External arbuscular mycorrhiza (AM) mycelium plays an important role in soil while interacting with a range of biotic and abiotic factors. One example is the soil organic amendment sugar beet waste. The fermented Aspergillus niger–sugar beet waste (ASB) increases growth and P uptake by the AM mycelium in soil whereas non-fermented waste (SB) had a strong inhibitory effect. The underlying mechanisms are not understood. We used gas chromatography–mass spectrometry to identify differences in composition of water extracts of ASB and SB. The chromatograms showed that ferulic acid was present in SB and absent in ASB. We compared the effects of the water extracts of SB and ASB and ferulic acid upon the growth of Glomus intraradices in in vitro monoxenic cultures. Hyphal growth of the AM fungus G. intraradices was extremely reduced in ferulic acid and SB treatments. Moreover, AM hyphae appeared disorganized, undulated and tangled. In contrast, ASB increased hyphal length and numbers of branched absorbing structures and of spores. We conclude that ferulic acid is one compound in SB which is responsible for its inhibition of AM extraradical growth. The relevance of these findings is discussed.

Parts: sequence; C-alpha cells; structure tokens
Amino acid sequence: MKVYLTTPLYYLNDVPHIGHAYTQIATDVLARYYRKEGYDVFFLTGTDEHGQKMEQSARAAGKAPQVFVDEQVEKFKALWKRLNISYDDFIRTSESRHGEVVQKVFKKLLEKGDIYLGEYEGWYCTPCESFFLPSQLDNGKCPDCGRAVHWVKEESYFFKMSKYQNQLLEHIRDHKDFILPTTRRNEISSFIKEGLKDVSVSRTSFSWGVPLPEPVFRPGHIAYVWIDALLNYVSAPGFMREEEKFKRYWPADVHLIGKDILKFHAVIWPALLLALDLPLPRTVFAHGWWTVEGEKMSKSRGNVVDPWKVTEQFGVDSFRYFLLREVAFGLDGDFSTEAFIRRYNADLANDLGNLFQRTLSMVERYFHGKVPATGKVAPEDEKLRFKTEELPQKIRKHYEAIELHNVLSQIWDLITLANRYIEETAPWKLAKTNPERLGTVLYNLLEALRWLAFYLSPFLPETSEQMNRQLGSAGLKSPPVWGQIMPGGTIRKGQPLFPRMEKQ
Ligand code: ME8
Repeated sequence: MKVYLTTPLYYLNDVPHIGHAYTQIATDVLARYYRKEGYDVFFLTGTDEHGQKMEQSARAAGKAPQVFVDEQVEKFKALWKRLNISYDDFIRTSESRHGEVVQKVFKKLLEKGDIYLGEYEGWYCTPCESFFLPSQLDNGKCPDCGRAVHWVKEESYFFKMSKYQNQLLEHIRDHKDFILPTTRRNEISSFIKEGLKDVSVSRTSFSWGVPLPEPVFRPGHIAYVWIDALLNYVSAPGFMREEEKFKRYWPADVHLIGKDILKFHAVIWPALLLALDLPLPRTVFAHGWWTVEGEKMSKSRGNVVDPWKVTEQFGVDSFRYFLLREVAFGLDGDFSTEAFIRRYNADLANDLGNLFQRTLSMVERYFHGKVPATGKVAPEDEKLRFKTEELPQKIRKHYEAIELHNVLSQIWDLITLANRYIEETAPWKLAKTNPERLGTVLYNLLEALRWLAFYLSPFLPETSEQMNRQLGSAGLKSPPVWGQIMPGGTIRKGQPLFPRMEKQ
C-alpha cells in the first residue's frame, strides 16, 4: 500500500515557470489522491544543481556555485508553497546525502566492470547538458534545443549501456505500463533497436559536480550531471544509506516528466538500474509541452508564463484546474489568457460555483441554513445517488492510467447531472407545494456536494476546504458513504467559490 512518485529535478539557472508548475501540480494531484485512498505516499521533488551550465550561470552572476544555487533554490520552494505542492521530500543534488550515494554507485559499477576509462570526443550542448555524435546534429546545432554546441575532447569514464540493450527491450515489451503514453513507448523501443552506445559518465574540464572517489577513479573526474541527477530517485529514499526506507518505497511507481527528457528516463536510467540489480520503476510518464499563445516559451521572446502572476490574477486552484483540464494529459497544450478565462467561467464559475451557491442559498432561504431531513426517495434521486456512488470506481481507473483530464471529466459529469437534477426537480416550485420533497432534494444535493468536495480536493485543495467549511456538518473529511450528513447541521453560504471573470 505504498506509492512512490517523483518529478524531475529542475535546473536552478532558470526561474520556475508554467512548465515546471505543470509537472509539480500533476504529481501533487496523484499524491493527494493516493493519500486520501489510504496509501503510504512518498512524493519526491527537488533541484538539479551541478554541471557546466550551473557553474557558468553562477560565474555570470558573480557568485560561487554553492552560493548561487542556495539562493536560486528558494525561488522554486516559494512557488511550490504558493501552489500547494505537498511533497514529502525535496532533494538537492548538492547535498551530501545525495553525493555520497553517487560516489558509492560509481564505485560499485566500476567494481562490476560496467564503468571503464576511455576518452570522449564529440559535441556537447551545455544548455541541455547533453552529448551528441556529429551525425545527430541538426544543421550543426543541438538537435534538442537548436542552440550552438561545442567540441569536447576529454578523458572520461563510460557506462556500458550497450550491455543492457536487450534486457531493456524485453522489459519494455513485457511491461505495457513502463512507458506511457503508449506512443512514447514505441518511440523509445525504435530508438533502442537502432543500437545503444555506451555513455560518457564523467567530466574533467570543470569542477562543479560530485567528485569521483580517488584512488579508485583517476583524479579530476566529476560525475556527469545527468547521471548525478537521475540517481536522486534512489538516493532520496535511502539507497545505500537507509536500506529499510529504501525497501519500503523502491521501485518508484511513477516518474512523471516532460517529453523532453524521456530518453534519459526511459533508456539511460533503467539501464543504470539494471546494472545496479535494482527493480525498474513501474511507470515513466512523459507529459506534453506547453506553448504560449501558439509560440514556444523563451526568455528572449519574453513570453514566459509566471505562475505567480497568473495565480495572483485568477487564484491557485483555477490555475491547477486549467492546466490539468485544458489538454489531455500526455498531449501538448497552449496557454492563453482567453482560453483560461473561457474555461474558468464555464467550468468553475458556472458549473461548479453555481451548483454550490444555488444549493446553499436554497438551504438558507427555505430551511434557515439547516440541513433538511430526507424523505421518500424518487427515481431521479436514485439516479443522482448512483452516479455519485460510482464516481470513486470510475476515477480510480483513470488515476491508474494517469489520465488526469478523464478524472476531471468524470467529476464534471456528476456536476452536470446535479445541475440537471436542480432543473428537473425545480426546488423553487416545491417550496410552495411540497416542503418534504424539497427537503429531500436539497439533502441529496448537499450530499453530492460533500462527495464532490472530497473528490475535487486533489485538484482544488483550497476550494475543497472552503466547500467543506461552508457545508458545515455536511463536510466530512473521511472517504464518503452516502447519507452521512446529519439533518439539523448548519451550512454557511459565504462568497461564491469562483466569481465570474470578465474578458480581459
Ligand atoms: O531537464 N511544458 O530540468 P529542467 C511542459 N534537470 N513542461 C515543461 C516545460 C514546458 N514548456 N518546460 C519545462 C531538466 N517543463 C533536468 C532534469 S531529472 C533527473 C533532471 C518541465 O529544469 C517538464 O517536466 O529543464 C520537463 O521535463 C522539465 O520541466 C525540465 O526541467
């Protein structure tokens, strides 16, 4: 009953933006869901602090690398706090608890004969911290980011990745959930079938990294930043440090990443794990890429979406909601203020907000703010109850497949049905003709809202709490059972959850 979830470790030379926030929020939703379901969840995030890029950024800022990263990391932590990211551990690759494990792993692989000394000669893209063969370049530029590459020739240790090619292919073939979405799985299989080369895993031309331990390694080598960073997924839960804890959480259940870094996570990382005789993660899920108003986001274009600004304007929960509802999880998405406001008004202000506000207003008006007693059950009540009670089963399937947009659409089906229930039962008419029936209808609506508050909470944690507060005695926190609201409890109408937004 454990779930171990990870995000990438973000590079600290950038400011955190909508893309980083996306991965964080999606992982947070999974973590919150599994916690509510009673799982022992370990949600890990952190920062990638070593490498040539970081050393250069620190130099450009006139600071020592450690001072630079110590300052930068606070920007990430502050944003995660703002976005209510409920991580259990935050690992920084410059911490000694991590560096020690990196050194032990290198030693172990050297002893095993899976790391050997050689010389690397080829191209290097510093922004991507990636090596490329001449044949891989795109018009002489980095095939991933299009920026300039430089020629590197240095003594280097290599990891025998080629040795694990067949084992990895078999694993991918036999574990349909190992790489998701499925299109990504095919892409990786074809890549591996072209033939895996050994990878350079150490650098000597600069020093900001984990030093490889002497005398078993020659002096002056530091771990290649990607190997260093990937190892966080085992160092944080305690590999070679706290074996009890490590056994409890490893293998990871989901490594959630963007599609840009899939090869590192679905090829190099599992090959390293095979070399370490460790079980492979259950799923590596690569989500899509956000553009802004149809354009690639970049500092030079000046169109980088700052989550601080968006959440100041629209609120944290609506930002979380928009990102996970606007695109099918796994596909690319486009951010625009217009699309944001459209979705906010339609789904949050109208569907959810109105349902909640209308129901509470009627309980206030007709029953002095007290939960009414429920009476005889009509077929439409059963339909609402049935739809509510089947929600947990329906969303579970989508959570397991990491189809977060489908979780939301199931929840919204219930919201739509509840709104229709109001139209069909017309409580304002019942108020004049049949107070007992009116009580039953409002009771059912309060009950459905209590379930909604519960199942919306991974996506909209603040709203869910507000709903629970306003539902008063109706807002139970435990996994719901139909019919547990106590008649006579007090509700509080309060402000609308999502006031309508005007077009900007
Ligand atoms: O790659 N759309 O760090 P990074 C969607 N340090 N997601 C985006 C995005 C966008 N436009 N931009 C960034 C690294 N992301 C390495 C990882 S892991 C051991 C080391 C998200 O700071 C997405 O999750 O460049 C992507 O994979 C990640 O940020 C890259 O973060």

- Environment and climate
Medina, A., Jakobsen, I., & Egsgaard, H. (2011). Sugar beet waste and its component ferulic acid inhibits external mycelium of arbuscular mycorrhizal fungus. Soil Biology & Biochemistry, 43(7), 1456-1463. https://doi.org/10.1016/j.soilbio.2011.03.016